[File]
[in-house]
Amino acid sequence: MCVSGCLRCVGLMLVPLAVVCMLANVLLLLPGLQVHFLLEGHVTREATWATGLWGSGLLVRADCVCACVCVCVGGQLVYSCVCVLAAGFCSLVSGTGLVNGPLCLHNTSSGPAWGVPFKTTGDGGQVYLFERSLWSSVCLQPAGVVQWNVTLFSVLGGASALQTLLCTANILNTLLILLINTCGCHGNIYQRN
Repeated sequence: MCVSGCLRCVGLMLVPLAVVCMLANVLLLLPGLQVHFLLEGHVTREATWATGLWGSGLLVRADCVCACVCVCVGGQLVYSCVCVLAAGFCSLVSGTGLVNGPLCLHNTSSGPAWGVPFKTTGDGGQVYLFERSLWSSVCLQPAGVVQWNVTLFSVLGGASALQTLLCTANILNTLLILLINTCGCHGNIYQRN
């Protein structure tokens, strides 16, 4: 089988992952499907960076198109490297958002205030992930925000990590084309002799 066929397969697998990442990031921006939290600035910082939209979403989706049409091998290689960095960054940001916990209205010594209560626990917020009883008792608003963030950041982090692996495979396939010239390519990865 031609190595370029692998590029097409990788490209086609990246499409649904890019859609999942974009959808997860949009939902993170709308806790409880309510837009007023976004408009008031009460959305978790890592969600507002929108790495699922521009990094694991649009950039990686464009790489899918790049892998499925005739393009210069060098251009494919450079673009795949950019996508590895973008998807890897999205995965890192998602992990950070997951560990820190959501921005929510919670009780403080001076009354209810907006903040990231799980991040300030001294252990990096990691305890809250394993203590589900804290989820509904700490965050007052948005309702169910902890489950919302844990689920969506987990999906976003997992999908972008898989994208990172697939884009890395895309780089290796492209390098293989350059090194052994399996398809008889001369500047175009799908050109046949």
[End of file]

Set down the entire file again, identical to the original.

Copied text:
[in-house]
Amino acid sequence: MCVSGCLRCVGLMLVPLAVVCMLANVLLLLPGLQVHFLLEGHVTREATWATGLWGSGLLVRADCVCACVCVCVGGQLVYSCVCVLAAGFCSLVSGTGLVNGPLCLHNTSSGPAWGVPFKTTGDGGQVYLFERSLWSSVCLQPAGVVQWNVTLFSVLGGASALQTLLCTANILNTLLILLINTCGCHGNIYQRN
Repeated sequence: MCVSGCLRCVGLMLVPLAVVCMLANVLLLLPGLQVHFLLEGHVTREATWATGLWGSGLLVRADCVCACVCVCVGGQLVYSCVCVLAAGFCSLVSGTGLVNGPLCLHNTSSGPAWGVPFKTTGDGGQVYLFERSLWSSVCLQPAGVVQWNVTLFSVLGGASALQTLLCTANILNTLLILLINTCGCHGNIYQRN
């Protein structure tokens, strides 16, 4: 089988992952499907960076198109490297958002205030992930925000990590084309002799 066929397969697998990442990031921006939290600035910082939209979403989706049409091998290689960095960054940001916990209205010594209560626990917020009883008792608003963030950041982090692996495979396939010239390519990865 031609190595370029692998590029097409990788490209086609990246499409649904890019859609999942974009959808997860949009939902993170709308806790409880309510837009007023976004408009008031009460959305978790890592969600507002929108790495699922521009990094694991649009950039990686464009790489899918790049892998499925005739393009210069060098251009494919450079673009795949950019996508590895973008998807890897999205995965890192998602992990950070997951560990820190959501921005929510919670009780403080001076009354209810907006903040990231799980991040300030001294252990990096990691305890809250394993203590589900804290989820509904700490965050007052948005309702169910902890489950919302844990689920969506987990999906976003997992999908972008898989994208990172697939884009890395895309780089290796492209390098293989350059090194052994399996398809008889001369500047175009799908050109046949």